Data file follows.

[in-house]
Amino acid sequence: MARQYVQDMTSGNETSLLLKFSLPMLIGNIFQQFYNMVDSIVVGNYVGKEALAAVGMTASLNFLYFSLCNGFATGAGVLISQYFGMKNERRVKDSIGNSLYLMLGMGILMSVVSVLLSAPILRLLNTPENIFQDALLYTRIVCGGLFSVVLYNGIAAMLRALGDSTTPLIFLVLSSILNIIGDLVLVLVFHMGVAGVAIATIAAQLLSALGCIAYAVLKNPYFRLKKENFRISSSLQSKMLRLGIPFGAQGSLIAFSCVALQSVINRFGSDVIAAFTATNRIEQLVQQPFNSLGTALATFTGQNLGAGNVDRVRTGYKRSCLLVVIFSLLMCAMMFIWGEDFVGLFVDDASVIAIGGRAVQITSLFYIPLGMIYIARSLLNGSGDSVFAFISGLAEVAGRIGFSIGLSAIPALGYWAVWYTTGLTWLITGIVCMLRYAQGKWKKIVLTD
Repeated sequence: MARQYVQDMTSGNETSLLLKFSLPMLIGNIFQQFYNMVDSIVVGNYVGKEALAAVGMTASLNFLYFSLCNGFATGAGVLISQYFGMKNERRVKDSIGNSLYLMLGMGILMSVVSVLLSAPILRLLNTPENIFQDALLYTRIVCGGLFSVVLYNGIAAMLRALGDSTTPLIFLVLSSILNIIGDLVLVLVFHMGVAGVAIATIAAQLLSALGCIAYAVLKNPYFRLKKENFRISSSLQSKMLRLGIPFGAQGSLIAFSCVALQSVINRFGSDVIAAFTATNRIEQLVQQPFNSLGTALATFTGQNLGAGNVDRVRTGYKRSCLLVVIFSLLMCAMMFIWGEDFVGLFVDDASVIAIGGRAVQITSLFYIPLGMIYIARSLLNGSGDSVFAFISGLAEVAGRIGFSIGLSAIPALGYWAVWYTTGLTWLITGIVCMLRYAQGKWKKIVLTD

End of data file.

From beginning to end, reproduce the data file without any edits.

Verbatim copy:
[in-house]
Amino acid sequence: MARQYVQDMTSGNETSLLLKFSLPMLIGNIFQQFYNMVDSIVVGNYVGKEALAAVGMTASLNFLYFSLCNGFATGAGVLISQYFGMKNERRVKDSIGNSLYLMLGMGILMSVVSVLLSAPILRLLNTPENIFQDALLYTRIVCGGLFSVVLYNGIAAMLRALGDSTTPLIFLVLSSILNIIGDLVLVLVFHMGVAGVAIATIAAQLLSALGCIAYAVLKNPYFRLKKENFRISSSLQSKMLRLGIPFGAQGSLIAFSCVALQSVINRFGSDVIAAFTATNRIEQLVQQPFNSLGTALATFTGQNLGAGNVDRVRTGYKRSCLLVVIFSLLMCAMMFIWGEDFVGLFVDDASVIAIGGRAVQITSLFYIPLGMIYIARSLLNGSGDSVFAFISGLAEVAGRIGFSIGLSAIPALGYWAVWYTTGLTWLITGIVCMLRYAQGKWKKIVLTD
Repeated sequence: MARQYVQDMTSGNETSLLLKFSLPMLIGNIFQQFYNMVDSIVVGNYVGKEALAAVGMTASLNFLYFSLCNGFATGAGVLISQYFGMKNERRVKDSIGNSLYLMLGMGILMSVVSVLLSAPILRLLNTPENIFQDALLYTRIVCGGLFSVVLYNGIAAMLRALGDSTTPLIFLVLSSILNIIGDLVLVLVFHMGVAGVAIATIAAQLLSALGCIAYAVLKNPYFRLKKENFRISSSLQSKMLRLGIPFGAQGSLIAFSCVALQSVINRFGSDVIAAFTATNRIEQLVQQPFNSLGTALATFTGQNLGAGNVDRVRTGYKRSCLLVVIFSLLMCAMMFIWGEDFVGLFVDDASVIAIGGRAVQITSLFYIPLGMIYIARSLLNGSGDSVFAFISGLAEVAGRIGFSIGLSAIPALGYWAVWYTTGLTWLITGIVCMLRYAQGKWKKIVLTD